It’s behind the scrum where things start to really look a bit thin. Michael Claassens didn’t have a great season by his standards last year and the speculation is that he was limited by the demands made by the coaching team. Under Gary Gold he will have something to prove and nobody can doubt that he has the skill and application to deliver.
Some people were somewhat surprised when Mark McMillan was offered a new contract at the end of last season. No argument he’s a good player, but he isn’t in the first flush of youth, he’s unlikely ever to be a first choice starter and he has spent much of the last couple of years suffering from some unfortunate injuries.
Behind him we have Chris Cook, young, talented, clearly improving and the potential to be a great player in the future. However, if Michael Claassens found himself unable to rediscover his form and Mark McMillan continued to find himself on the wrong end of unfortunate injuries, this is a key position where we could be found wanting.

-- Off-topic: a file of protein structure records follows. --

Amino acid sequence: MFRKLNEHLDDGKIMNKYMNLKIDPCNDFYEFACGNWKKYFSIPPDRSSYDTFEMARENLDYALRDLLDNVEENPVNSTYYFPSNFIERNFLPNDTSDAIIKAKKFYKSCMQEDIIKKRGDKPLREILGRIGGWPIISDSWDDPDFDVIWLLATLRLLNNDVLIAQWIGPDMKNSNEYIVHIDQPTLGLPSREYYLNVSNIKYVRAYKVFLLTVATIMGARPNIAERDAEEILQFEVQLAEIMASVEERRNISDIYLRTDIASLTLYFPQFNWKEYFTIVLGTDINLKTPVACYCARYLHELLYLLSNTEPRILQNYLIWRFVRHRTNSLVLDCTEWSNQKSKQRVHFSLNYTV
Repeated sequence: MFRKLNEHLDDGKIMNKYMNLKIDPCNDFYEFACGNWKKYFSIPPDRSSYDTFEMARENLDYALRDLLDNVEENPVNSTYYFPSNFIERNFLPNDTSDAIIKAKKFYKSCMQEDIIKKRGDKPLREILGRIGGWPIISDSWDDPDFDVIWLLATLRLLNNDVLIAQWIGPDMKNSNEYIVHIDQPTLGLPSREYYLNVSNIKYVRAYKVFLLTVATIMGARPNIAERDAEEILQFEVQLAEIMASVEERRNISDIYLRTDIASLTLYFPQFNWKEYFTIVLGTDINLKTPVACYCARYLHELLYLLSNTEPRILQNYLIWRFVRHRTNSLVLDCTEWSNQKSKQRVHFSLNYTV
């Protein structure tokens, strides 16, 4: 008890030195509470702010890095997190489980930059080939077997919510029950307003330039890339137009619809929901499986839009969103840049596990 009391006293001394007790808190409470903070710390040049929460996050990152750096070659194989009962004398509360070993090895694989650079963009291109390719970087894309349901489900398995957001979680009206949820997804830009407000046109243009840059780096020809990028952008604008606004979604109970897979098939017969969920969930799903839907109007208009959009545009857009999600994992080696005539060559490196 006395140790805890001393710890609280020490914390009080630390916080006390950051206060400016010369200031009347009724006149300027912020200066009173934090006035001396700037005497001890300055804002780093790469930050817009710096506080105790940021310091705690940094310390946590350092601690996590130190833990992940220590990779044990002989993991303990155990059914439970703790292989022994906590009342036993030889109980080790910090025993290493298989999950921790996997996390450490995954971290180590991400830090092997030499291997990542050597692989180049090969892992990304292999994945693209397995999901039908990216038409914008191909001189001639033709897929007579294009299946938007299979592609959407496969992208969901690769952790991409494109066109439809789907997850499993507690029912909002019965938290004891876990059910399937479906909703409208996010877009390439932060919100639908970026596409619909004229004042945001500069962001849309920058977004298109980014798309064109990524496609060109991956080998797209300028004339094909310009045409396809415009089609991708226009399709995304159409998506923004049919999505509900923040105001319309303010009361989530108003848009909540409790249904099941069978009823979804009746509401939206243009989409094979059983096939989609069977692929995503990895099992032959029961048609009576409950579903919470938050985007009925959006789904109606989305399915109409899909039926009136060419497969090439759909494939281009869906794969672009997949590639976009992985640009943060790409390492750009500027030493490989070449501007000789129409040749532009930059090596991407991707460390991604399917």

But perhaps not as much as at flyhalf. So much has been written about Stephen Donald, his fall from grace in New Zealand, his fairy tale appearance in the World Cup Final, his struggles with form and fitness, his mental state and his desire and ambitions. It is quite possible that much of this speculation is completely misplaced. However, the fact is that up until now, for whatever reason, he hasn’t performed consistently well for Bath Rugby and, whilst we have seen glimpses of brilliant natural ability, they have generally been followed shortly thereafter with something altogether less memorable.